Perhaps Nigeria means to suggest that this action should be dismissed under a different provision of the New York Convention. Under Article VI of the Convention, [i]f an application for the setting aside or suspension of the [arbitral] award [whose enforcement is sought] has been made to a competent authority..., the authority before which the award is sought to be relied upon may, if it considers it proper, adjourn the decision on the enforcement of the award.
New York Convention, art. VI. "Adjourn" in this context means "to stay or dismiss without prejudice," Telcordia Technologies v. Telkom SA, Ltd., Civil Action No. 03-7099, 2004 WL 784074, at *1 (D.C. Cir. Apr. 9, 2004), and it is within the discretion of the district court to decide whether an action should be adjourned pursuant to Article VI. Europcar Italia, S.p.A. v. Maiellano Tours, Inc., 156 F.3d 310, 316 (2d Cir. 1998).
Although the D.C. Circuit has not yet had occasion to offer much guidance regarding the manner in which a district court should decide whether to "adjourn" a case brought under the Convention, the Second Circuit has addressed at length the issue of whether to adjourn a case to await the outcome of foreign proceedings. See Europcar Italia, S.p.A. v. Maiellano Tours, Inc., 156 F.3d at 316. In considering the possibility of adjournment, a district court "must take into account the inherent tension between competing concerns." Id. at 317. On the one hand, there is an "emphatic federal policy in favor of arbitral dispute resolution," Termorio S.A. E.S.P. v. Electranta S.P., 487 F.3d at 933, and "the adjournment of enforcement proceedings impedes the goals of arbitration - the expeditious resolution of disputes and the avoidance of protracted and expensive litigation." Europcar Italia, S.p.A. v. Maiellano Tours, Inc., 156 F.3d at 317. On the other hand, "where a parallel proceeding is ongoing in the originating country and there is a possibility that the award will be set aside, a district court may be acting improvidently by enforcing the award prior to the completion of the foreign proceedings." Id.
In light of the competing interests at stake when a district court is asked to consider adjournment, the Second Circuit suggests "several factors" that should be weighed by a court in determining whether to adjourn, including:
(1) the general objectives of arbitration - the expeditious resolution of disputes and the avoidance of protracted and expensive litigation;
(2) the status of the foreign proceedings and the estimated time for those proceedings to be resolved;
(3) whether the award sought to be enforced will receive greater scrutiny in the foreign proceedings under a less deferential standard of review;
(4) the characteristics of the foreign proceedings, including
(i) whether they were brought to enforce an award (which would tend to weigh in favor of a stay) or to set the award aside (which would tend to weigh in favor of enforcement); (ii) whether they were initiated before the underlying enforcement proceeding so as to raise concerns of international comity; (iii) whether they were initiated by the party now seeking to enforce the award in federal court; and (iv) whether they were initiated under circumstances indicating an intent to hinder or delay resolution of the dispute;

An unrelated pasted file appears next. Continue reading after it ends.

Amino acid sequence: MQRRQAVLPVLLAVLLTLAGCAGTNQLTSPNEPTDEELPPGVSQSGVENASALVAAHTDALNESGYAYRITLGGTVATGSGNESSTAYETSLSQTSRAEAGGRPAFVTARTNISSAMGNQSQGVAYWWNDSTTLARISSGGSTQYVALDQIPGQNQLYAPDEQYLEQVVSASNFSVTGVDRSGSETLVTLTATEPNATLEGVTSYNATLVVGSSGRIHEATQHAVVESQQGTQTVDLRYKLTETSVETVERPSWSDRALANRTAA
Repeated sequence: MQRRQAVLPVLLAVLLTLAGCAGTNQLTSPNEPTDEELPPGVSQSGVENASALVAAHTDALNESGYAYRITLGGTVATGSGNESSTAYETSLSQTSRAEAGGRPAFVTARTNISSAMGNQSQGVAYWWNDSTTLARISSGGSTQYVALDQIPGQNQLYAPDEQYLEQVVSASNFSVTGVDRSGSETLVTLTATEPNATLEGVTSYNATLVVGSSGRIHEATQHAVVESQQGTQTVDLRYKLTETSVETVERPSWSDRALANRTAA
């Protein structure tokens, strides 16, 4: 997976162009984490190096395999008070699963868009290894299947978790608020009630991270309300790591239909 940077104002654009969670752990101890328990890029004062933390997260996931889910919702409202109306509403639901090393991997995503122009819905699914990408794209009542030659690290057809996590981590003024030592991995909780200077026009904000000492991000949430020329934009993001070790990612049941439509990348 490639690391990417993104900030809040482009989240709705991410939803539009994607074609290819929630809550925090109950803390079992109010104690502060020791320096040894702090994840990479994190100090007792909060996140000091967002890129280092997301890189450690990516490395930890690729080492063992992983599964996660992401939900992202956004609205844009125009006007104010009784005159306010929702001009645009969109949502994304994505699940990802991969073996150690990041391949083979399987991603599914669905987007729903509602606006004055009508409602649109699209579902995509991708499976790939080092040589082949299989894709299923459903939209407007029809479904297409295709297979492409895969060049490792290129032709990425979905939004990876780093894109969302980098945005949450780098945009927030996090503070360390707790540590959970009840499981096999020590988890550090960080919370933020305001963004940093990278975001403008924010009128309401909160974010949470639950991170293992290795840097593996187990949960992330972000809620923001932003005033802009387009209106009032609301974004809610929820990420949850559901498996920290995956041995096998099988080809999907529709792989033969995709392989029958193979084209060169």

(5) a balance of the possible hardships to each of the parties...; and
(6) any other [relevant] circumstances....
Europcar Italia, S.p.A. v. Maiellano Tours, Inc., 156 F.3d at 317-18. In this case, those factors weigh heavily against adjournment.
First and most significantly, the procedural history of this case strongly indicates that the defendants moved to set aside the award in Nigeria only in order to manufacture a defense to Continental's claims before this Court. Under Nigerian law, once an arbitration award has been issued, the party against whom it was issued has three months in which to apply in court for the vacatur of the award. Declaration of Adewole Adebayo in Support of Plaintiff's Opposition ¶ 19; MTD1 Reply, Okoli Decl. ¶ 9. Since the award at issue in this case was rendered on August 14, 2008, Am. Compl. ¶ 1, any motion for vacatur should have been made by November 14, 2008, three months later. Nigeria took no action. When the defendants were served with notice of this lawsuit on December 11, 2008, they still took no action. Only after Continental had moved for the entry of a default judgment in this matter did the defendants make an appearance before this Court, requesting a 45-day stay of proceedings. During those 45 days, the defendants finally decided that they wanted to challenge the arbitral award. They filed the necessary papers in the Nigerian court on April 20, 2009 - more than eight months after the issuance of the arbitral award, and just three weeks before the defendants were required to move to vacate the Clerk's entry of default in this Court. The timing of that sequence of events clearly indicates "an intent to hinder or delay resolution of the dispute" before this Court. Europcar Italia, S.p.A. v. Maiellano Tours, Inc., 156 F.3d at 318.